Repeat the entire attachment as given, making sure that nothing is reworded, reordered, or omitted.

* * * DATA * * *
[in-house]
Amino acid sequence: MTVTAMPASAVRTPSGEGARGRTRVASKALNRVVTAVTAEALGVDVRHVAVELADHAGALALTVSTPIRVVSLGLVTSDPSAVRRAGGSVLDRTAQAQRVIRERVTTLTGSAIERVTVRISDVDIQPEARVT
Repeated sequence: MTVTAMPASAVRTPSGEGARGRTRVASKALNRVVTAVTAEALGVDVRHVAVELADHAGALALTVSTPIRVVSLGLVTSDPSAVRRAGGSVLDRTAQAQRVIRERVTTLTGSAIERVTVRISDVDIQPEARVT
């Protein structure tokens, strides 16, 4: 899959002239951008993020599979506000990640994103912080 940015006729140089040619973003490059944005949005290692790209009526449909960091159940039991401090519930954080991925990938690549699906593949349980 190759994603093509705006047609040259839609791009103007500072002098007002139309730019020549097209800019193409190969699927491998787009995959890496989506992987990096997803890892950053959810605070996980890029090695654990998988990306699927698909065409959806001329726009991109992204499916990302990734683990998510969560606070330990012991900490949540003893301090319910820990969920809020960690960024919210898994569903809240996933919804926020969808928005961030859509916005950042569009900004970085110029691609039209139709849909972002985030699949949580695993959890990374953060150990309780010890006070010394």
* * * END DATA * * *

[in-house]
Amino acid sequence: MTVTAMPASAVRTPSGEGARGRTRVASKALNRVVTAVTAEALGVDVRHVAVELADHAGALALTVSTPIRVVSLGLVTSDPSAVRRAGGSVLDRTAQAQRVIRERVTTLTGSAIERVTVRISDVDIQPEARVT
Repeated sequence: MTVTAMPASAVRTPSGEGARGRTRVASKALNRVVTAVTAEALGVDVRHVAVELADHAGALALTVSTPIRVVSLGLVTSDPSAVRRAGGSVLDRTAQAQRVIRERVTTLTGSAIERVTVRISDVDIQPEARVT
């Protein structure tokens, strides 16, 4: 899959002239951008993020599979506000990640994103912080 940015006729140089040619973003490059944005949005290692790209009526449909960091159940039991401090519930954080991925990938690549699906593949349980 190759994603093509705006047609040259839609791009103007500072002098007002139309730019020549097209800019193409190969699927491998787009995959890496989506992987990096997803890892950053959810605070996980890029090695654990998988990306699927698909065409959806001329726009991109992204499916990302990734683990998510969560606070330990012991900490949540003893301090319910820990969920809020960690960024919210898994569903809240996933919804926020969808928005961030859509916005950042569009900004970085110029691609039209139709849909972002985030699949949580695993959890990374953060150990309780010890006070010394």